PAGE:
Carell: Weatherman! Weatherman is in post-production right now. It's the continuing saga of Brick Tamland. Um…Yeah, there are a few things. And they're all going to be fantastic. Probably better than everything I've done, combined. But I'd like to write some of my own stuff. Because some of the stuff I'm given now is pretty lame. I'd like to put my own vent on something. And watch out.
Q: What is this next project?
Carell: I have to figure that out. I know it will be hysterical. I really want to direct. And do drama. That's right. I don't want to do comedy anymore. I just want to do really straight roles. And do choreography. I'd like a cooking show.
Q: Was that your actual voices singing Afternoon Delight? And do you guys have any recording plans?
Ferrell: Those were our voices. And, uh…Unfortunately, what happened…
McKay: They haven't done Afternoon Delight in a while. They've been working on We Built This City. I don't want to put them on the spot, but I do know they've been meeting for five hours everyday, for the past month, working on We Built This City. Do you guys want to give it a go?
Ferrell: We might as well.
Applegate: Ah 1, Ah 2…Ah 1, 2, 3, 4…
(Ferrell, Rudd, Koechner, & Carell harmonizing in high falsetto: We built this city…We built this city on rock and roll…Do, do, do…)
McKay: Stop. Stop. They weren't ready.
Rudd: It's early. Maybe after lunch, or something.
McKay: That was bad. That was really bad.
Rudd: The problem was, the first three times we all got together we all argued over who was going to sing the Grace Slick part…
McKay: Oh, okay…Well, to answer your question…Yes, there are several music projects in the works.
Q: An album?
McKay: Oh, yeah…Well, an album. Sort of like, there will be a double album. And then there will be four solo albums. Like when Kiss had one with each of them on the cover. We'll be doing that.
Q: Is there going to be a tour?
McKay: There will be a tour. There will be an Amusement park. There's going to be dogs…Which I don't know how that relates. There's going to be robots. Everything. That's it.
Q: Steve, are you going to play anything other than newscaster?
Carell: Nope. This is it. It's newscasters for the rest of my life. That's all I'm going to do. That's all I understand. I think that's pretty much it for me. That's my range.
Q: Do you like it?
Carell: No. And you can see that in my performance. I have contempt for all the other actors, except for myself. I deserve a lead role. But I have a three year old and a new born. I have to make ends meet. I resent my wife. You know, for making me work. Why doesn't she go out and get a job? She's talented too. She can write, she can do something. She doesn't do anything. She just sits around eating bon-bons all day, "Oh, I have a three week old. I'm breast feeding." I'm so sick of that.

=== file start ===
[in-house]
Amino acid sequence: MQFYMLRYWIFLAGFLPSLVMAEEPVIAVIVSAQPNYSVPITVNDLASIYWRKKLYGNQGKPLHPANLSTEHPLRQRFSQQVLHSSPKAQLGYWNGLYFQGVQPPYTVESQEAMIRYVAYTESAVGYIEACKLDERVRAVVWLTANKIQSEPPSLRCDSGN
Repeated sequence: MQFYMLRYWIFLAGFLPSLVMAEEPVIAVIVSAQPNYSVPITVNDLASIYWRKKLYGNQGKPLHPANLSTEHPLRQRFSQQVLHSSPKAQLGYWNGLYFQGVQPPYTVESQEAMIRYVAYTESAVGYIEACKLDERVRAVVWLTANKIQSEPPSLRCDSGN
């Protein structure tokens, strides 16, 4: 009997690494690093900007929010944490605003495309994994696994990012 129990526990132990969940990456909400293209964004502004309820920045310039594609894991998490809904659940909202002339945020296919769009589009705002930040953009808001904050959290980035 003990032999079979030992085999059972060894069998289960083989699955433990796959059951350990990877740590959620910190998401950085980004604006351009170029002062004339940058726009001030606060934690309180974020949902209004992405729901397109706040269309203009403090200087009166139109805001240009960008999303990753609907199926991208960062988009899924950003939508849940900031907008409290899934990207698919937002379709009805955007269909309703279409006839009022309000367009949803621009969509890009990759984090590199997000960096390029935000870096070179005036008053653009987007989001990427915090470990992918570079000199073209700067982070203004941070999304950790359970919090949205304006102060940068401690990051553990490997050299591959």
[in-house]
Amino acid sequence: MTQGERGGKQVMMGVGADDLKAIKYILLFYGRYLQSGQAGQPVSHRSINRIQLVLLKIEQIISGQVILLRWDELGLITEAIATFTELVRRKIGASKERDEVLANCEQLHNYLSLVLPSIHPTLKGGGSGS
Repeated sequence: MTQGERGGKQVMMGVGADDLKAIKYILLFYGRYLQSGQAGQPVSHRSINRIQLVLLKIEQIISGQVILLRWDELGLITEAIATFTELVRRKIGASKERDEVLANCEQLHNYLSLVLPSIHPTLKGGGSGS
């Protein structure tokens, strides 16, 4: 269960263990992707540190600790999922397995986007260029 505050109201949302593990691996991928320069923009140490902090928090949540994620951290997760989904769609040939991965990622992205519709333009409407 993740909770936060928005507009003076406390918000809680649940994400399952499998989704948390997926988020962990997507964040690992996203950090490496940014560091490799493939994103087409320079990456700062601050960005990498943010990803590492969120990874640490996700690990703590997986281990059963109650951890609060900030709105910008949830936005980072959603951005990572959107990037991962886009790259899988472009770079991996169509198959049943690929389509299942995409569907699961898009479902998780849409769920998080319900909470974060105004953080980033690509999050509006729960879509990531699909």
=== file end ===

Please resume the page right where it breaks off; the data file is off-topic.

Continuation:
McKay: It's a real problem in our nation right now.
Carell: "Aagghhh! He's chewing on them!" It's like, "Well, you know what? You wanted to breast feed."
Ferrell: And it's common. I think a lot of families are experiencing that.
Carell: I've had it up to here. And the kid? With the crying? "I'm needy! I'm hungry! I've a poopy Diaper!" So, pretty much, I'm going to be doing this. Just to get out of the house, essentially…I hope my wife never gets on the Internet.
Q: Steve, you stole a lot of laughs in this film. Where did you find the inspiration to play Brick?
Carell: Do you watch Spongebob Squarepants? Well, the character of the starfish? We're essentially the same person. Patrick. Thank you. No…I think the inspiration was the script itself. It was such a funny character. And to joke about doing this character for an entire movie would be the worst idea ever. Because it's the kind of character where very small doses are very funny. But anymore than that would be pretty obnoxious. I was pretty lucky. This script was so funny.
Q: This is for everybody, and be honest. Who kept their wardrobe?
Koechner: Those were my clothes to begin with.
Rudd: I don't think anybody did, really. We all kept our rings. Our Channel Four rings.
Ferrell: I kept a camera. Yeah, I kept one of the catering tents that you eat under.
McKay: Halfway through the shoot you took that. That was a real problem.
Ferrell: Was it?
McKay: Oh, you know what I kept as a souvenir? I kept a hundred and eighty thousand dollars out of the lock box. And they caught me, I was like, "It's just a keep sake!"
Ferrell: You wanted a souvenir from the movie.
McKay: I wanted a souvenir from the movie. Yeah. A keepsake.
Q: This is directed at Christina. How did you relate to this character, because I remember you played a babe on a TV show for a long time?
Applegate: It was really difficult because I'm really just limited to that. Anything outside that is like, "Whoa!" Uh…No, I'm kidding. No…I'm serious. No, I'm kidding. I loved playing Veronica. Having watched a lot of footage from that time in the 70s, and watching women as newscasters, I got to have this tape that was behind the scenes. I got to see the dynamic between the men and the women. I loved the idea that these women were just…They were in Hell. I love playing a character that has to overcompensate playing with the boys. That's a very colloquial answer to that.